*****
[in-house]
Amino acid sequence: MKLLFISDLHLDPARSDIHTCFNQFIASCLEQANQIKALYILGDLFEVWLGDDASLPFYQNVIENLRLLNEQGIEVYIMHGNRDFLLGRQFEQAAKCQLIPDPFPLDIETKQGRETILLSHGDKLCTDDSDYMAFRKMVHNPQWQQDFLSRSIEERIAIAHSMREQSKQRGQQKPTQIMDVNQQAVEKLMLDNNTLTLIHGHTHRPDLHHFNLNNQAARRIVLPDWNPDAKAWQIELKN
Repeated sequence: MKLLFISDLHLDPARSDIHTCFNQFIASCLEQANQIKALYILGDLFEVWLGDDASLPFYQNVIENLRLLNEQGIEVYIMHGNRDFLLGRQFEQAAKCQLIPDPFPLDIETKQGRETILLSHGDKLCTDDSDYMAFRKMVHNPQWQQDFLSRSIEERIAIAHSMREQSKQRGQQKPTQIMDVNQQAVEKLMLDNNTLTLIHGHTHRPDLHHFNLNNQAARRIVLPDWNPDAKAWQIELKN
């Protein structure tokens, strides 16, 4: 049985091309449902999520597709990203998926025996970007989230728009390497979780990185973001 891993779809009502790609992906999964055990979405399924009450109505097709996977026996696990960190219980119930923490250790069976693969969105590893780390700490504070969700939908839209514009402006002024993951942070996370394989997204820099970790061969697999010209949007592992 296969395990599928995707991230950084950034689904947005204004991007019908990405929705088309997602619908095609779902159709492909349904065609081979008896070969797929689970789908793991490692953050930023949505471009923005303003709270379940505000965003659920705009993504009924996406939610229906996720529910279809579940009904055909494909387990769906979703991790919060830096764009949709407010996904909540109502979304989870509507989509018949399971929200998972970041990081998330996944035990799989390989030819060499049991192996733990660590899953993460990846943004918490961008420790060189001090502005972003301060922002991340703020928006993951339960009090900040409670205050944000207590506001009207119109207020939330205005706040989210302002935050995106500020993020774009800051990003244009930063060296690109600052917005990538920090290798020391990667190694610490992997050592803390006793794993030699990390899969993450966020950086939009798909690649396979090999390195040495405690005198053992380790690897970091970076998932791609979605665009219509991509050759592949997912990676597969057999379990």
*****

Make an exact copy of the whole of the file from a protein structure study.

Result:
[in-house]
Amino acid sequence: MKLLFISDLHLDPARSDIHTCFNQFIASCLEQANQIKALYILGDLFEVWLGDDASLPFYQNVIENLRLLNEQGIEVYIMHGNRDFLLGRQFEQAAKCQLIPDPFPLDIETKQGRETILLSHGDKLCTDDSDYMAFRKMVHNPQWQQDFLSRSIEERIAIAHSMREQSKQRGQQKPTQIMDVNQQAVEKLMLDNNTLTLIHGHTHRPDLHHFNLNNQAARRIVLPDWNPDAKAWQIELKN
Repeated sequence: MKLLFISDLHLDPARSDIHTCFNQFIASCLEQANQIKALYILGDLFEVWLGDDASLPFYQNVIENLRLLNEQGIEVYIMHGNRDFLLGRQFEQAAKCQLIPDPFPLDIETKQGRETILLSHGDKLCTDDSDYMAFRKMVHNPQWQQDFLSRSIEERIAIAHSMREQSKQRGQQKPTQIMDVNQQAVEKLMLDNNTLTLIHGHTHRPDLHHFNLNNQAARRIVLPDWNPDAKAWQIELKN
């Protein structure tokens, strides 16, 4: 049985091309449902999520597709990203998926025996970007989230728009390497979780990185973001 891993779809009502790609992906999964055990979405399924009450109505097709996977026996696990960190219980119930923490250790069976693969969105590893780390700490504070969700939908839209514009402006002024993951942070996370394989997204820099970790061969697999010209949007592992 296969395990599928995707991230950084950034689904947005204004991007019908990405929705088309997602619908095609779902159709492909349904065609081979008896070969797929689970789908793991490692953050930023949505471009923005303003709270379940505000965003659920705009993504009924996406939610229906996720529910279809579940009904055909494909387990769906979703991790919060830096764009949709407010996904909540109502979304989870509507989509018949399971929200998972970041990081998330996944035990799989390989030819060499049991192996733990660590899953993460990846943004918490961008420790060189001090502005972003301060922002991340703020928006993951339960009090900040409670205050944000207590506001009207119109207020939330205005706040989210302002935050995106500020993020774009800051990003244009930063060296690109600052917005990538920090290798020391990667190694610490992997050592803390006793794993030699990390899969993450966020950086939009798909690649396979090999390195040495405690005198053992380790690897970091970076998932791609979605665009219509991509050759592949997912990676597969057999379990």